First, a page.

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Peritoneal Dialysis and Fluid Goals
Peritoneal dialysis (PD) patients are usually able to have a less restrictive meal plan than those on hemodialysis (HD). This is due to doing treatments daily. Frequent treatments allow toxins and fluid to be removed more often compared to HD treatments. Fluid goals for PD patients may not be the same as the goals for HD patients.
What is fluid?
Fluid consists of anything you drink. This means all beverages including the small amounts of water you take to swallow your pills. It also includes foods that are liquid at room temperature like ice pops, sherbet, gelatin and ice.
Determining fluid intake
To determine how much fluid you are currently having:
- Place an empty pitcher near a sink.
- Each time you drink, fill up a glass with the same amount of tap water as the fluid you drank.
- Pour the tap water into the pitcher. Remember to include those foods that are liquid at room temperature. For example, if you drank 1/2 cup coffee, add 1/2 cup tap water into the pitcher. If you like to eat ice chips, you’ll have to measure out the same amount of ice you’ve consumed and let it melt. Then add that same amount of tap water to the pitcher.
- After 24 hours, you can measure the tap water in the pitcher to determine how much fluid was consumed.
- Do this for a few days to get an average fluid intake.
How much fluid?
In general, our PD meal plan begins with 1 liter of fluid (32 fluid ounces or 4 cups) and is adjusted based on residual kidney function (production of urine). PD patients work closely with their healthcare team to determine their fluid goals. It is adjusted by several factors:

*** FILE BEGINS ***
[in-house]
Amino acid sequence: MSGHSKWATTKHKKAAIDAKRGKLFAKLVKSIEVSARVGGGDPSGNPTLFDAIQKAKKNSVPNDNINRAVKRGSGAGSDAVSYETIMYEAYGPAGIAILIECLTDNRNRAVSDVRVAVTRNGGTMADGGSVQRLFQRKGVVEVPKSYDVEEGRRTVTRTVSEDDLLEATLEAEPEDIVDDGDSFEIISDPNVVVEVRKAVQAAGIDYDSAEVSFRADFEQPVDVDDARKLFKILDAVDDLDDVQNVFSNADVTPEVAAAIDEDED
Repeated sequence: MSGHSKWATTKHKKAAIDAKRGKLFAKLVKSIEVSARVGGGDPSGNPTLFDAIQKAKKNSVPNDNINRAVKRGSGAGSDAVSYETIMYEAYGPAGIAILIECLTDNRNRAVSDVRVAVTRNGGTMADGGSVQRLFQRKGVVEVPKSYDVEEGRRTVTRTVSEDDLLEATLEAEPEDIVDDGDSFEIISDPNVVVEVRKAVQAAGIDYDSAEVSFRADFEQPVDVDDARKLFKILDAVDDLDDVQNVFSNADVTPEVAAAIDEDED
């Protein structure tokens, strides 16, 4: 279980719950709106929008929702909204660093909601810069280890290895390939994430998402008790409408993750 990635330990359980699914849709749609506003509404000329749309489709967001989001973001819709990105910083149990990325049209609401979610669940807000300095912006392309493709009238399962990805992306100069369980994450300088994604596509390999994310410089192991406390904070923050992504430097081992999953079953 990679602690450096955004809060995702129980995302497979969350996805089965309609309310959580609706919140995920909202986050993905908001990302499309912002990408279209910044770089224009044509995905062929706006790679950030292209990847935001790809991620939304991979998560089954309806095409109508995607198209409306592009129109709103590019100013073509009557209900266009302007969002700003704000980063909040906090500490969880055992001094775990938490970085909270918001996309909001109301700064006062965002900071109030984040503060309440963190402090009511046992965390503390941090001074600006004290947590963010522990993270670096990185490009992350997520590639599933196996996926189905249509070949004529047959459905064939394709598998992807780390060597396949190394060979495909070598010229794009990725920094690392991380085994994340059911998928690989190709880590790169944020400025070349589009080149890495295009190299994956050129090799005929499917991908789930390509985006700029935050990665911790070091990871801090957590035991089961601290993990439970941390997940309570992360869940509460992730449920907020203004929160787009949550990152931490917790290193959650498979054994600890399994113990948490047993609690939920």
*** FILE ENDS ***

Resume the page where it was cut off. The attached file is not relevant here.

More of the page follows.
- Ultrafiltration = the amount of fluid that is removed by treatment
- Fluid loss from urination, perspiration and respiration
- Current fluid status (dehydrated or overhydrated)
Often times, PD patients are given a very generous fluid goal to increase their fluid intake to prevent dehydration. Signs of dehydration may include:
- dry mouth
- feeling light headed
- low blood pressure
When too much fluid is being retained, PD patients can work with their healthcare team and use a dialysate solution with a higher concentration of glucose. This will remove more fluid. However, the higher concentration is of concern because it contains more sugar. It may lead to higher blood sugars and weight gain over time if used often. Signs of fluid overload may include:
- edema or swelling in the feet, ankles, wrists and face
- shortness of breath or difficulty breathing
- higher blood pressure or weight gain.
This excess fluid may lead to heart problems.
Fluid intake is often influenced by your sodium intake. For information on how to decrease your sodium intake, see “Spice Up Your Life without Salt“. Creating the best fluid goal for your individual needs can be complex. Speak with your registered dietitian for a meal and fluid plan to meet your specific needs.
To learn more about the meal plan differences between PD and HD, read the Kidney Diet Tips blog post “A Dialysis Diet to Match Your Treatment Type“. One difference to note is the fluid intake goals.
Click here for additional kidney diet tools and resources from DaVita.
This article is for informational purposes only and is not a substitute for medical advice or treatment. Consult your physician and dietitian regarding your specific diagnosis, treatment, diet and health questions.